With the festive season almost upon us parents have been given the green light to photograph or film their children in school nativity plays by a government body.
Most schools have introduced sensible filming policies
Some schools have previously introduced bans on filming at such events for fear of the material being misused and reaching a wider audience via the internet.
They have even used the Data Protection Act as a reason to prevent any recording of plays, concerts and sports days.
However, the Information Commissioner's Office (ICO) has issued guidelines to schools and parents which explain that the Act does not apply to filming for private use.
The Act does apply when photographs of children are taken for official use by a school or college, such as for issuing identification passes.
These images are likely to be stored electronically with other personal data and the terms of the Act are relevant.
They do not apply however to a photograph or video or digital recording taken by parents of their child and some friends taking part in the school Sports Day to be put in the family photo album.
They are all deemed "for personal use" and are exempt from the terms of the Act.
Assistant Commissioner at the ICO Jonathan Bamford said: "This guidance has been issued to reassure friends and family members that they can take photographs of their children and friends taking part in school activities for the family album without contravening the Data Protection Act.
"They can also film events at school.
"The Data Protection Act should not be wrongly cited to stop people taking photographs or filming videos."
Although the Act itself cannot stop parents from recording such memorable events, schools can introduce a filming policy which may prevent such activities.
The National Association of Head Teachers (NAHT) says most schools will have this policy well documented in the school prospectus.
NAHT general secretary Mick Brookes said: "I fail to see why parents should be denied the chance of filming their own children in something that's a great event for them.
"While we urge caution, I think denying parents the opportunity to celebrate their children's achievements is a great pity.
"Most schools have a policy about this and parents need to know what that policy is.
"Most schools have sensible policies in place and most schools have huge numbers of sensible parents who know what's good for their children and other children."
Homefield First School at Great Yarmouth in Norfolk has introduced a policy where parents are not allowed to take photos or film school events, but they have an official photographer who performs this job and sells the products back to parents at cost price.
Head teacher Elizabeth Davis said: "We have a policy where at the start of the school year we ask parents to consent to the school taking pictures of their children in the year ahead.
"We just looked at the situation realistically and it works really well."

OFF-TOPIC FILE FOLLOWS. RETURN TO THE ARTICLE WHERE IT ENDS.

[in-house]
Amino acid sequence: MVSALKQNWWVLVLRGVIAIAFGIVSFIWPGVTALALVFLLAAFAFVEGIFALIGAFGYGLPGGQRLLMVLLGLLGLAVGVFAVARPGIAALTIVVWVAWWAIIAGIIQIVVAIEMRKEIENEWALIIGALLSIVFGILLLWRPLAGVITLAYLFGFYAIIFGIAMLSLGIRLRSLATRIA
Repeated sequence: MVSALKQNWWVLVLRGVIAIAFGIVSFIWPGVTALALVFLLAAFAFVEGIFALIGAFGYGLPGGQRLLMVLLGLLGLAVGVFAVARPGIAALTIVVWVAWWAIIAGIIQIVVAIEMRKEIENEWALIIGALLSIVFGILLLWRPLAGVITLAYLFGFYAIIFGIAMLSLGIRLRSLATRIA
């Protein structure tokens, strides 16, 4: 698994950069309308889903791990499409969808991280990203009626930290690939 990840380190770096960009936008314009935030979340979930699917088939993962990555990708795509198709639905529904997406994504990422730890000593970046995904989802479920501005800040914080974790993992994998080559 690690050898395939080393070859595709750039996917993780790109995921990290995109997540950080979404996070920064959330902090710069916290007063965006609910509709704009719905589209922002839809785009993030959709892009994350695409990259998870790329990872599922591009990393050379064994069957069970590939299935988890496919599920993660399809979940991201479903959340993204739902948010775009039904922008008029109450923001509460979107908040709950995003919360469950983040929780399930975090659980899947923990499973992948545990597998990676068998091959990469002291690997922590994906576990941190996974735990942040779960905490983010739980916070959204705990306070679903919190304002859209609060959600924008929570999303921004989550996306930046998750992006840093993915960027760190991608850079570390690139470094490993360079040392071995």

She said parents had accepted and adhered to the policy since its introduction nearly three years ago.
We welcome your comments:
The BBC may edit your comments and not all emails will be published. Your comments may be published on any BBC media worldwide.
Good Heavens - a sensible interpretation of the data protection act. I may have to go and lie down for a while...
A number of fathers are serving in Iraq or Afghanistan. It is a great morale booster for these men to see their children¿s nativity plays. Given that the men who share the same barracks when on active service often have children who attend the same schools, it makes sense to send videos of the play to the regiment concerned. I certainly had no objection at the time of the First Gulf War (1990) to videos of the nativity play in which my children acted being sent to the Gulf so that fathers of my children¿s school-friends could see their own children.
Martin Vlietstra, Fleet, Hampshire
Amazing isn't it - my school 'banned' filming plays for various reasons but graciously allowed me to purchase an 'official' version if I wanted. I politely declined.
Thank god for the intervention of common sense, however, I still know people who think that if their children appear on the Internet, they will be targeted by weirdos - forgetting of course that pictures in local papers are just a likely - or not - to attract the same weirdos!
Roger Cope, Burton Upon Trent, Staffs
Yes my children's school also banned the use of cameras and video cameras at school plays. Then sold an "official" copy. Interestingly a quarter of the cost of the dvd went towards school funds! When I film my children's school play I focus on my child, the official version lasted an hour, and my child was onscreen for less than 5 minutes. I cant help but feel the schools are using the privacy act as a means to boost funds. As for ending up on the internet who is checking the credibility of these dvd producing companies?
Lorna Mumford, Billericay, Essex